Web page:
Countries typically allocate governmental support to the more vulnerable groups in society because those who are strong can protect their interests through their vast financial and social means. In this sense, the United States should support participation in the Paralympic Games to promote adaptive sports in general and thus increase sports participation among people with disabilities. People with disabilities are among those who most benefit from participating in sports and physical activity due to their health and social advantage; however, they also have much fewer opportunities for sport participation and often require expensive adapted sports equipment. Public funds should contribute to their sport activity in general, and federal funding of Paralympic athletes could certainly provide an excellent example for local communities. Unfortunately, I fear that even the most progressive congresswomen and congressmen will be [reluctant] to increase that funding given the current federal budgetary situation.



Related news

Sources

Wikinews
This exclusive interview features first-hand journalism by a Wikinews reporter. See the collaboration page for more details.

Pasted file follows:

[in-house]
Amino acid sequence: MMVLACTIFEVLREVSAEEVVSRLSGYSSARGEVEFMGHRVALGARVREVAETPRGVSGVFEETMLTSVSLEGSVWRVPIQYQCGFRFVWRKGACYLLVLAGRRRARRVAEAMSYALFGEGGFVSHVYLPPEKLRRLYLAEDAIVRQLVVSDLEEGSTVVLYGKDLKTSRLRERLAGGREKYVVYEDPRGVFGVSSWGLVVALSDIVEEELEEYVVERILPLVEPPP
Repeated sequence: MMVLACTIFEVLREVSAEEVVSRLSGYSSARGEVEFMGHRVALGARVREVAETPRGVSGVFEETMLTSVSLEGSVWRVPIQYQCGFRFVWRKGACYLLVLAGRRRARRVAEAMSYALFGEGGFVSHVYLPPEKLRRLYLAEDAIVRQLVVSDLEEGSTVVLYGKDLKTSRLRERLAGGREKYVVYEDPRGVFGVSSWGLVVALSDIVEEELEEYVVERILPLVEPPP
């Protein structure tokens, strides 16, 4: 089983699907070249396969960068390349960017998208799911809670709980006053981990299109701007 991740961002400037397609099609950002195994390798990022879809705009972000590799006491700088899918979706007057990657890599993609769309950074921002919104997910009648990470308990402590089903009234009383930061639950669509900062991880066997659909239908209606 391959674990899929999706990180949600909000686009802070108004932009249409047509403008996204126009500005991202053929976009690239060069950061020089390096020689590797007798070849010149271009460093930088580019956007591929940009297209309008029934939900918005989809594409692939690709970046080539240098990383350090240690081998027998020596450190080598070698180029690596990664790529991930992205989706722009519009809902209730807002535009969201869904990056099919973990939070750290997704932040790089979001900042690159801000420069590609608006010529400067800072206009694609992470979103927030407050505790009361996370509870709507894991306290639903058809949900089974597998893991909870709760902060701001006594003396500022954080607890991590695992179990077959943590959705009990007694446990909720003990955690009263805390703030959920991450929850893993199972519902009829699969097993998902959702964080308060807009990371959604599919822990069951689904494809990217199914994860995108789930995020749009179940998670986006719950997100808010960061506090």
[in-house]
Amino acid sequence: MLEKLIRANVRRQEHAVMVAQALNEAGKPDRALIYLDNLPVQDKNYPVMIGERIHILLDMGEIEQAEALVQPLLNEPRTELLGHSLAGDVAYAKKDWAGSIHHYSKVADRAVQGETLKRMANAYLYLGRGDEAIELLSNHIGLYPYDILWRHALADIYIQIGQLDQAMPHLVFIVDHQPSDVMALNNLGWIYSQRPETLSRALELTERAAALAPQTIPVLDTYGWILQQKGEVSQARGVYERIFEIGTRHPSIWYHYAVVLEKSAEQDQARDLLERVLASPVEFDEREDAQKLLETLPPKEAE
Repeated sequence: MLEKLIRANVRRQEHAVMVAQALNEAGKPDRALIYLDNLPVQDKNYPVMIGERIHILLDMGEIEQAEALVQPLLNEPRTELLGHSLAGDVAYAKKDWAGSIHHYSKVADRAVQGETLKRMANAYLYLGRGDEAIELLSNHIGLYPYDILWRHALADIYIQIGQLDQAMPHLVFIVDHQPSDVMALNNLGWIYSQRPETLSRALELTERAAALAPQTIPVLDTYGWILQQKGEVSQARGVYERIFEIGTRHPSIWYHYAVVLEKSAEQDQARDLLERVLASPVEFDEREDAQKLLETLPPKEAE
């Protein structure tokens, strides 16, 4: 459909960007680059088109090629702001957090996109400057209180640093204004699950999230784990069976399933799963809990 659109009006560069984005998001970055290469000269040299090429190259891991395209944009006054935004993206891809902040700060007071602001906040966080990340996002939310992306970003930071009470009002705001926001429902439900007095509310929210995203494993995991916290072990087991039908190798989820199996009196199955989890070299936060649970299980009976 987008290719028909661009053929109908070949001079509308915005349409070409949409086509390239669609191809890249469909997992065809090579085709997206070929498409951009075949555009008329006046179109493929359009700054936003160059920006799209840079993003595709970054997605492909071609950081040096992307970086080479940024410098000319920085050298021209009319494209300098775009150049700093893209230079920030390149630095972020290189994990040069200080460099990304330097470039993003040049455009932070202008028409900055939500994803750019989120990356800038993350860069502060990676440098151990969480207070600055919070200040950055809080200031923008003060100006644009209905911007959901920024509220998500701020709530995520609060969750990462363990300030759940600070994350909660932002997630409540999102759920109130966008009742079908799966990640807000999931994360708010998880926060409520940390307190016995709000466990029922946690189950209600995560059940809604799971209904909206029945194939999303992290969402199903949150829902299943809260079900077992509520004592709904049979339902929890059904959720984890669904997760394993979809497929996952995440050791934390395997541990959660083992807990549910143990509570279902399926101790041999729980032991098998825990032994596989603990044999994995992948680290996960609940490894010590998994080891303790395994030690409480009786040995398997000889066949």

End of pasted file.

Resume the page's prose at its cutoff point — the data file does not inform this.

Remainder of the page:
Wikinews
This article is a featured article. It is considered one of the best works of the Wikinews community. See Wikinews:Featured articles for more information.

External links

Bookmark-new.svg


This text comes from Wikinews. Permission is granted to copy, distribute and/or modify this document under the terms of the Creative Commons Attribution 2.5 licence. For a complete list of contributors for this article, visit the corresponding history entry on Wikinews.

November 9, 2013

US Congresswoman Jackie Speier comments about Obamacare, Paralympics

US Congresswoman Jackie Speier comments about Obamacare, Paralympics

From Wikinews, the free news source you can write!
Jump to: navigation, search
Wikinews Sports
Sports icon.png
Other sports stories

Saturday, November 9, 2013

File photo of Jackie Speier (D-CA), Member of the United States House of Representatives
Image: United States Congress.

With the 2014 Winter Paralympics set for March, Wikinews sought comment from U.S. Representative Jackie Speier, who serves California’s 14th congressional district about the event and how current U.S. policies impact people with disabilities. Elected to the U.S. House in 2008, she serves on the Committee on Oversight and Government Reform and the House Armed Services Committee. For the first time ever, the Paralympics will be broadcast live in the U.S. on network television.